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InfoQ Homepage News AWS Announces the Availability of EC2 Instances (G5) with NVIDIA A10G Tensor Core GPUs

AWS Announces the Availability of EC2 Instances (G5) with NVIDIA A10G Tensor Core GPUs

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Recently AWS announced the availability of new G5 instances, which feature up to eight NVIDIA A10G Tensor Core GPUs. These instances are powered by second-generation AMD EPYC processors.

Over two years ago, AWS made G4 instances available, which featured up to eight NVIDIA T4 Tensor Core GPUs designed for machine learning inference and graphics-intensive applications. In the new G5 instances, the company claims up to 40% better price-performance for inferencing and graphics-intensive operations than its predecessors. Furthermore, on the GPU side, the A10G GPUs deliver 3.3x better ML training performance, up to 3x better ML inferencing performance, and up to 3x better graphics performance than the T4 GPUs in the G4dn instances, according to the news blog post on the new G5 instances.


Each A10G GPU has 24 GB of memory, 80 RT (ray tracing) cores, 320 third-generation NVIDIA Tensor Cores, and can deliver up to 250 TOPS (Tera Operations Per Second) of compute power for AI workloads. 

A respondent on a Hacker News thread on the new 5G commented on a similar offering of AWS with Nvidia V100 Tesla GPUs:

It's a cut-down and under-clocked A6000 with 24 GB GDDR6 instead of 48. So I would expect that it performs about the same as a V100 or a tad slower.

Customers can use the 5G instances to accelerate various graphics applications like interactive video rendering, video editing, computer-aided design, photorealistic simulations, 3D visualization, and gaming or for real-time AI inference performance at scale for use-cases like content and product recommendations, voice assistants, chatbots, and visual search. Furthermore, customers can also launch G5 instances in Amazon Elastic Container Service (Amazon ECS) and Amazon Elastic Kubernetes Service (EKS) clusters.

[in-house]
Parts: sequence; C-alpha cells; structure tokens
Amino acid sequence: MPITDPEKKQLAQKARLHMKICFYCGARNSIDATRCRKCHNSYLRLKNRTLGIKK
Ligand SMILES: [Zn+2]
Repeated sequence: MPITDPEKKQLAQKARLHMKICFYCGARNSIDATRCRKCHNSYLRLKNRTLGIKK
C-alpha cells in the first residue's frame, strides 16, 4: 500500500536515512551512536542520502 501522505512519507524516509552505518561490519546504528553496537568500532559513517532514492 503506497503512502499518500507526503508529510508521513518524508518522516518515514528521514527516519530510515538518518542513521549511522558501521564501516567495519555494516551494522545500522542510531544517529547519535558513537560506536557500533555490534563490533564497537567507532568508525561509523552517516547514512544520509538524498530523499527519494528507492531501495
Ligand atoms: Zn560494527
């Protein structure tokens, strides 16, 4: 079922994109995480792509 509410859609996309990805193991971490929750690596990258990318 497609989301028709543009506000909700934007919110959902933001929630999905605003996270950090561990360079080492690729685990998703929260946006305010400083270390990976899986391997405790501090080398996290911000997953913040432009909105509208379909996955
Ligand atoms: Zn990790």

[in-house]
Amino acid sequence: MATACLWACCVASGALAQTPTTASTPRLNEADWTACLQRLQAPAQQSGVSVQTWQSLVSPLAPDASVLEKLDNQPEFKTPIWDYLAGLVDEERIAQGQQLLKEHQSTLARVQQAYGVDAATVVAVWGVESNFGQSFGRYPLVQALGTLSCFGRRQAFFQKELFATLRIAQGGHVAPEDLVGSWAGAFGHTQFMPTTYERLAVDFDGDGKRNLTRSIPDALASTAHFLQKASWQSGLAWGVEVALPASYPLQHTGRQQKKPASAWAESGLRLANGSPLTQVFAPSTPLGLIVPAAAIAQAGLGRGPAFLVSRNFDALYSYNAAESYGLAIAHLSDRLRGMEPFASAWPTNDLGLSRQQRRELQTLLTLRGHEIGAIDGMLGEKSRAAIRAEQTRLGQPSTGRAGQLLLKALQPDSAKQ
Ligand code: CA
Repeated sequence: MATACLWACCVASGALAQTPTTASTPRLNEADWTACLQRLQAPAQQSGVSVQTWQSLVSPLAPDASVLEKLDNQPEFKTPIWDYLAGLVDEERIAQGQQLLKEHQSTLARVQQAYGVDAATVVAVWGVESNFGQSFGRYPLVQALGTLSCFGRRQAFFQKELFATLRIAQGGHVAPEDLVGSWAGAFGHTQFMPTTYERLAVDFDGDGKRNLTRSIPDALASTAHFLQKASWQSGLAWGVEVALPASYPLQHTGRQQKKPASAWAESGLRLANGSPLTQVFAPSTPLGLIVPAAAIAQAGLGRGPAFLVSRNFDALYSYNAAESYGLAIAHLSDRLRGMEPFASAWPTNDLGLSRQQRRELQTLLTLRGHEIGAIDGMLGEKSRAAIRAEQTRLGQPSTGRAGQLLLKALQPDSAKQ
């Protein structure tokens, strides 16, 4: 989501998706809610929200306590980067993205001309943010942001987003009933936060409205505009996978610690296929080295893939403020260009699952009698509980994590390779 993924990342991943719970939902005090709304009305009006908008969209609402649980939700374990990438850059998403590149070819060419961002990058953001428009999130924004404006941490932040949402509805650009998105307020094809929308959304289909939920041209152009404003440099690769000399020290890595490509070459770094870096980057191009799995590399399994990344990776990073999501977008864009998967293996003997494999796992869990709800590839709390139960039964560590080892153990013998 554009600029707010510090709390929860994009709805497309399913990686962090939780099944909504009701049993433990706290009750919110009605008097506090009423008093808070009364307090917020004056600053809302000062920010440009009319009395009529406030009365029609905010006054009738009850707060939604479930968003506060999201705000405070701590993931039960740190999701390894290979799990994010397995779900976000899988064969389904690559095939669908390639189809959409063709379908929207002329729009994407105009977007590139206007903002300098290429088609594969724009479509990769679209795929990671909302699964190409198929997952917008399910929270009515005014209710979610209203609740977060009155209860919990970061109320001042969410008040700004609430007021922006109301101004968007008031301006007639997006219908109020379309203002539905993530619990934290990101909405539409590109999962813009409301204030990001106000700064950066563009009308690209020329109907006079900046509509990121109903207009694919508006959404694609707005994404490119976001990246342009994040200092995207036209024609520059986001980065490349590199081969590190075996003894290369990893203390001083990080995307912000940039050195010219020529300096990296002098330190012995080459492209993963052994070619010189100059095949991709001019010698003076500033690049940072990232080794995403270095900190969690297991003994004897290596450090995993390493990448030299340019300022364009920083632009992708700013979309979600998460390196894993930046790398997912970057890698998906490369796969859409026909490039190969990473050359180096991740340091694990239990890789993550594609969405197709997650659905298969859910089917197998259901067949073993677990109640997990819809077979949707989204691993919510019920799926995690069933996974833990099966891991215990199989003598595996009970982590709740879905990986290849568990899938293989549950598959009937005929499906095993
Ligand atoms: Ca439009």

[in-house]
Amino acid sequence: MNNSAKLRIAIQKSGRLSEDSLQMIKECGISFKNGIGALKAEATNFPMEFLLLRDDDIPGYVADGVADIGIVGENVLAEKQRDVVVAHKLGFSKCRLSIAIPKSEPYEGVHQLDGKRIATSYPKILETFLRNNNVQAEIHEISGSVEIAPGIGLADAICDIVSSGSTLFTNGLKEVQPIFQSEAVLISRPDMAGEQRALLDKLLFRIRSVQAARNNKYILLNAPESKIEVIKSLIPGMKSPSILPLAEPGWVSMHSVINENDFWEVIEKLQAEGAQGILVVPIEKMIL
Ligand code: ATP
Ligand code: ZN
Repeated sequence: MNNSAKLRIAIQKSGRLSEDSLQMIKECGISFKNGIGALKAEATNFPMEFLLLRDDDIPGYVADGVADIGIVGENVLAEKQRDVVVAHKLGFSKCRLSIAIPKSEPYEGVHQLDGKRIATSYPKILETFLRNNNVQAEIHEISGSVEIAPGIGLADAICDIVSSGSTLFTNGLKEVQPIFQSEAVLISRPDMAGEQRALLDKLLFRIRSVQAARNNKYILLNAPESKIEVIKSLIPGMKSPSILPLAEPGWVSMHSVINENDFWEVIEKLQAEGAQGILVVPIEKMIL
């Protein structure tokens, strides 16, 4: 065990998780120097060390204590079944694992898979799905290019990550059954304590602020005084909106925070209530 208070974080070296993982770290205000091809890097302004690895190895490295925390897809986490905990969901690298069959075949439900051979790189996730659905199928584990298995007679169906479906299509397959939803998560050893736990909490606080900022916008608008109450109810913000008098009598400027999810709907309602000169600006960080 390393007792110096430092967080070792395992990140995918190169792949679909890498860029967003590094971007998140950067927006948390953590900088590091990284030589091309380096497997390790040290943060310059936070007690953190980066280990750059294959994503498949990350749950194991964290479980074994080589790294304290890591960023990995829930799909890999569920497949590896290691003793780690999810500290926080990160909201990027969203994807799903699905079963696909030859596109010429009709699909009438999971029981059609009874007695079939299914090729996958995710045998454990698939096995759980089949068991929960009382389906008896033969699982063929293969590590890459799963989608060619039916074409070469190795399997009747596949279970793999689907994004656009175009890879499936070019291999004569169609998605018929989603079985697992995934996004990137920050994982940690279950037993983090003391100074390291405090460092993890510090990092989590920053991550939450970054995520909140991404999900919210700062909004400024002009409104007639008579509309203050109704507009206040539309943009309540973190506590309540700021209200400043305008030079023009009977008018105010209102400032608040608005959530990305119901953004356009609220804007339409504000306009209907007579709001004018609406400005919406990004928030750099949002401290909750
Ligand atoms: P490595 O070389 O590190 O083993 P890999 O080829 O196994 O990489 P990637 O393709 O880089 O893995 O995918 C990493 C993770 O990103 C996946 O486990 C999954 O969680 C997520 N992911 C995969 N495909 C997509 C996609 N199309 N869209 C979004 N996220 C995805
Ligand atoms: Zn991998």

Other public cloud providers such as Azure and Google Cloud also offer a wide selection of instance types, varying combinations of storage, CPU, memory, and networking capacity, allowing you to scale your resources to the requirements of your target workload.

For accelerated computing workloads, Microsoft offers N-Series GPU-enabled virtual machines on Azure. These machines feature the NVIDIA Tesla accelerated platform and NVIDIA GRID 2.0 technology. And virtual machines available on Google Cloud for accelerated computing (A2) are based on the NVIDIA Ampere A100 Tensor Core GPU.

Currently, the new G5 instances are available in the US East (N. Virginia), US West (Oregon), and Europe (Ireland) regions in On-Demand, Spot, Savings Plan, and Reserved Instance form. The instances support Linux and Windows and are compatible with a long list of graphical and machine learning libraries, including CUDA, CuDNN, CuBLAS, NVENC, TensorRT, OpenCL, DirectX, Vulkan, and OpenGL.

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